Examination of lipid phase behaviour in drug delivery systems using X-ray scattering and nuclear magnetic resonance

Date created: 
Lipid Nanoparticles
Non-bilayer membrane phases
Cationic lipids
Small Angle X-Ray Scattering
Nuclear Magnetic Resonance

The use of lipid nanoparticles (LNPs) for drug delivery offers exciting new avenues for gene therapy. The LNP’s cationic lipid (XTC2) and anionic endosomal lipids such as lysobisphosphatidic acid (LBPA) are hypothesized to form non-bilayer phases which promote cargo release into the cytoplasm. However, this release is inefficient in current formulations. Computer simulations based on accurate lipid models could be used to predict LNP formulations having improved release efficacy. The inverted hexagonal (Hii) phase of dioleoylphosphatidylethanolamine was studied with small angle X-ray scattering (SAXS) and deuterium nuclear magnetic resonance (NMR) to provide lattice repeat spacing and acyl chain order parameters for simulations. Physical characteristics of LBPA and XTC2 forming non-bilayer phases were measured as functions of temperature and pH using SAXS and phosphorus NMR. In particular, under acidic conditions, an equimolar mixture of LBPA/XTC2 exhibited Hii and cubic phases that could enhance the release of cargo from the LNP.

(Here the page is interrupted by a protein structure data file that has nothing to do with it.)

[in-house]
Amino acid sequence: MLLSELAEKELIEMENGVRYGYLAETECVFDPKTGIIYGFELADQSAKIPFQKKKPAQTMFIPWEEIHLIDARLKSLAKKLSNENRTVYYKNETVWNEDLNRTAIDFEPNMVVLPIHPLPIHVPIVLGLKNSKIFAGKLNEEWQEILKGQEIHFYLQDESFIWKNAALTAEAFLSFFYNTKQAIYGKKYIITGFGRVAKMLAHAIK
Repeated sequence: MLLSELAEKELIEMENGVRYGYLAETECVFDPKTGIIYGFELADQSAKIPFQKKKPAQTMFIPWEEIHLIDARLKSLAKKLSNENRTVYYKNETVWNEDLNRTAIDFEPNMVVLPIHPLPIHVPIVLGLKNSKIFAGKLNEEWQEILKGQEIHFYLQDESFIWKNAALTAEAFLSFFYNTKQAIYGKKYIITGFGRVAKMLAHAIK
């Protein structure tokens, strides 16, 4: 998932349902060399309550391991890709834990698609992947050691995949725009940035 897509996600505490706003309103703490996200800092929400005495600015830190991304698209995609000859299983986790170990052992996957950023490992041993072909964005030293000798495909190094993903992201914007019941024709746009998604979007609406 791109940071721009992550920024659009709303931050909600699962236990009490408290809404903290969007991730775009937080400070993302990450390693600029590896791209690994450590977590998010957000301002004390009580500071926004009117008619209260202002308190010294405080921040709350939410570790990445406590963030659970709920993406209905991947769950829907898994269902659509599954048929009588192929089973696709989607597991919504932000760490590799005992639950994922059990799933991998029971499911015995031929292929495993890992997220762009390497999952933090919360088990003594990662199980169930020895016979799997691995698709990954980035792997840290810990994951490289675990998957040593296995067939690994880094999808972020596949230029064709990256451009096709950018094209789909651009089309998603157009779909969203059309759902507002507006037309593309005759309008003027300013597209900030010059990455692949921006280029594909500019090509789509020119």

Document type: 
This thesis may be printed or downloaded for non-commercial research and scholarly purposes. Copyright remains with the author.
Senior supervisor: 
Jenifer Thewalt
Science: Department of Molecular Biology and Biochemistry
Thesis type: 
(Thesis) M.Sc.